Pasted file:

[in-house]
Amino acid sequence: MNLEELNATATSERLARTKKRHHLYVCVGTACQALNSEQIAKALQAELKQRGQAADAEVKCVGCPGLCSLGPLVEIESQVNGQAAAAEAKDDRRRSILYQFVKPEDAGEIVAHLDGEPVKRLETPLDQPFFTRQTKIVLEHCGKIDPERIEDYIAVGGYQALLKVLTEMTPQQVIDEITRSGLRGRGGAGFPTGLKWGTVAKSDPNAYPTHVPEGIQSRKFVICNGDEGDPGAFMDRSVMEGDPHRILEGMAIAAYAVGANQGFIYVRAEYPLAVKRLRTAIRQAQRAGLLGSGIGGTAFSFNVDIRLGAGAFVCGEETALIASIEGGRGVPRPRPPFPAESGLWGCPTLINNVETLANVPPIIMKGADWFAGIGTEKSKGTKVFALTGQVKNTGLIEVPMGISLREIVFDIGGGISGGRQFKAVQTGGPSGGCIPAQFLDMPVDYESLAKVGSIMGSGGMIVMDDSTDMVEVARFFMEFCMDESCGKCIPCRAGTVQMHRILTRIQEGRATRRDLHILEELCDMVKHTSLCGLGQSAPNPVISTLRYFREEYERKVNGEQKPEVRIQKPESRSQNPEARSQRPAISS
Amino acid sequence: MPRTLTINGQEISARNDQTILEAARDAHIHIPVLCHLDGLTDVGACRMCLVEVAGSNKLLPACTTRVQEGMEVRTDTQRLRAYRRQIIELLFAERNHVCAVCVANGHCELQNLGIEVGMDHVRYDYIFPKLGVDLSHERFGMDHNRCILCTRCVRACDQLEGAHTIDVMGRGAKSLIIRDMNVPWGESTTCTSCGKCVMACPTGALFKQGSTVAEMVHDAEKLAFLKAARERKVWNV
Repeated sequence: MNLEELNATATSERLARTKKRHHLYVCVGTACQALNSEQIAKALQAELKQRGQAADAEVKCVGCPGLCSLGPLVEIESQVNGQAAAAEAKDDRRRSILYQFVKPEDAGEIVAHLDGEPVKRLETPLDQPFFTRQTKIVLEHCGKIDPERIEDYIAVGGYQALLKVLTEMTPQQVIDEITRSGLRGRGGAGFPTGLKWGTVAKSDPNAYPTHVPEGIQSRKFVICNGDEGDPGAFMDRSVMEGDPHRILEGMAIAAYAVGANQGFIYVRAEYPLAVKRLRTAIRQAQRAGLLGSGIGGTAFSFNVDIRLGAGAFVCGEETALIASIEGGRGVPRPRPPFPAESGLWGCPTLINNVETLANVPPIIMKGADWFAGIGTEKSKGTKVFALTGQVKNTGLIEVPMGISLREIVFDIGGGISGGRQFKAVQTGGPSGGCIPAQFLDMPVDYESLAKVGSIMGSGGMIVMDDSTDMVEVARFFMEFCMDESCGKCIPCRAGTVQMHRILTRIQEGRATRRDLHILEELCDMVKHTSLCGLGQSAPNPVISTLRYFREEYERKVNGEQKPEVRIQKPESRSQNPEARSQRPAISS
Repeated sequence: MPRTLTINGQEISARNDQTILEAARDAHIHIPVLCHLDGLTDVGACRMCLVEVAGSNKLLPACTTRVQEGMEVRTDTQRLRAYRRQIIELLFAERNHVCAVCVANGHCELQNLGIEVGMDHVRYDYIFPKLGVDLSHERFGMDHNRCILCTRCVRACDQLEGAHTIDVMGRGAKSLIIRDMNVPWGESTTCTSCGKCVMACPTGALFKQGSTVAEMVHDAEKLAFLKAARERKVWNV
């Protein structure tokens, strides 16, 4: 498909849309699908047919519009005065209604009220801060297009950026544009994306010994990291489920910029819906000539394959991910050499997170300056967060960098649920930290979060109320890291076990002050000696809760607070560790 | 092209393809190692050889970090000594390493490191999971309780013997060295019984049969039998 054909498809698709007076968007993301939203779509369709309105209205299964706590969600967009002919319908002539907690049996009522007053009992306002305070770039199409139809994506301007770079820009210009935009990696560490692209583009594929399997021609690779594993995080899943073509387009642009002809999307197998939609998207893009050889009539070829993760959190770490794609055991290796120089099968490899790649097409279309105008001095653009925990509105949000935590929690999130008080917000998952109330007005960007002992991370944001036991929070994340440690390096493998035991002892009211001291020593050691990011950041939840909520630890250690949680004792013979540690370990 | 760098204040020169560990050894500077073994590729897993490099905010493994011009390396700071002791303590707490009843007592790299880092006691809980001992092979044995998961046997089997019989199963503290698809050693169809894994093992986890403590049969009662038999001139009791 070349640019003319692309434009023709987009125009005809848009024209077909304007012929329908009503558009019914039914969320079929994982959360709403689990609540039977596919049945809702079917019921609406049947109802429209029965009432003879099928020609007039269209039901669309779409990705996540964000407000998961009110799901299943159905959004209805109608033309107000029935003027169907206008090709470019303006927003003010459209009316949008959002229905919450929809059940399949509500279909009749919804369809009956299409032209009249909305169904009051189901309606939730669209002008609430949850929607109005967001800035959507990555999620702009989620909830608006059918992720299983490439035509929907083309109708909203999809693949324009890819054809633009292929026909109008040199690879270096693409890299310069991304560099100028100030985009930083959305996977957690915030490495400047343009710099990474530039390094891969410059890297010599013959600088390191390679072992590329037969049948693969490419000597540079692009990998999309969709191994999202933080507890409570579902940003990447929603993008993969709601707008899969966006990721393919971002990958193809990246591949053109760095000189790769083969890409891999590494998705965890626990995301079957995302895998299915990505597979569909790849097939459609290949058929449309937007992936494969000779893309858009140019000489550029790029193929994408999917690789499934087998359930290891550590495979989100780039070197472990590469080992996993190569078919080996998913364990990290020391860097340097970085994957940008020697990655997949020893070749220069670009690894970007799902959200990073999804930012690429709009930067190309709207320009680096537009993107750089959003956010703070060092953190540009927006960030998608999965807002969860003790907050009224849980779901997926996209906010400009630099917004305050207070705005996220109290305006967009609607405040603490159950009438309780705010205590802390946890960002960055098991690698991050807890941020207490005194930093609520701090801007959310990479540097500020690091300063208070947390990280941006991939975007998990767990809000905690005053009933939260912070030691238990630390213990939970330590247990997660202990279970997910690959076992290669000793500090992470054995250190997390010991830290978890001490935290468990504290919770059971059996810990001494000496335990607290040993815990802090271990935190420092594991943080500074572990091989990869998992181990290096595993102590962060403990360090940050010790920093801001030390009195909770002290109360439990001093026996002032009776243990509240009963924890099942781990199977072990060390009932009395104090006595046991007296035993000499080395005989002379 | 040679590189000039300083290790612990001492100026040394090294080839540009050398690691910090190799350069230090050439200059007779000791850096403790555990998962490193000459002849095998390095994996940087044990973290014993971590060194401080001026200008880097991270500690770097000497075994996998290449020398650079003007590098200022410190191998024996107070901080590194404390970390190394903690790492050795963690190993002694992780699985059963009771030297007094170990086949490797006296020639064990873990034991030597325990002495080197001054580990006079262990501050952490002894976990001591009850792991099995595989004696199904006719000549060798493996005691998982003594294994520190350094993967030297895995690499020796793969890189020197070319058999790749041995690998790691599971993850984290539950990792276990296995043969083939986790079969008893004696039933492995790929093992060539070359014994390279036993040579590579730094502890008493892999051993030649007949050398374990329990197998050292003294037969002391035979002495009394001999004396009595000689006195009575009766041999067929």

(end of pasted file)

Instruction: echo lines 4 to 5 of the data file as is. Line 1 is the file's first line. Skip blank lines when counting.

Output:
Repeated sequence: MNLEELNATATSERLARTKKRHHLYVCVGTACQALNSEQIAKALQAELKQRGQAADAEVKCVGCPGLCSLGPLVEIESQVNGQAAAAEAKDDRRRSILYQFVKPEDAGEIVAHLDGEPVKRLETPLDQPFFTRQTKIVLEHCGKIDPERIEDYIAVGGYQALLKVLTEMTPQQVIDEITRSGLRGRGGAGFPTGLKWGTVAKSDPNAYPTHVPEGIQSRKFVICNGDEGDPGAFMDRSVMEGDPHRILEGMAIAAYAVGANQGFIYVRAEYPLAVKRLRTAIRQAQRAGLLGSGIGGTAFSFNVDIRLGAGAFVCGEETALIASIEGGRGVPRPRPPFPAESGLWGCPTLINNVETLANVPPIIMKGADWFAGIGTEKSKGTKVFALTGQVKNTGLIEVPMGISLREIVFDIGGGISGGRQFKAVQTGGPSGGCIPAQFLDMPVDYESLAKVGSIMGSGGMIVMDDSTDMVEVARFFMEFCMDESCGKCIPCRAGTVQMHRILTRIQEGRATRRDLHILEELCDMVKHTSLCGLGQSAPNPVISTLRYFREEYERKVNGEQKPEVRIQKPESRSQNPEARSQRPAISS
Repeated sequence: MPRTLTINGQEISARNDQTILEAARDAHIHIPVLCHLDGLTDVGACRMCLVEVAGSNKLLPACTTRVQEGMEVRTDTQRLRAYRRQIIELLFAERNHVCAVCVANGHCELQNLGIEVGMDHVRYDYIFPKLGVDLSHERFGMDHNRCILCTRCVRACDQLEGAHTIDVMGRGAKSLIIRDMNVPWGESTTCTSCGKCVMACPTGALFKQGSTVAEMVHDAEKLAFLKAARERKVWNV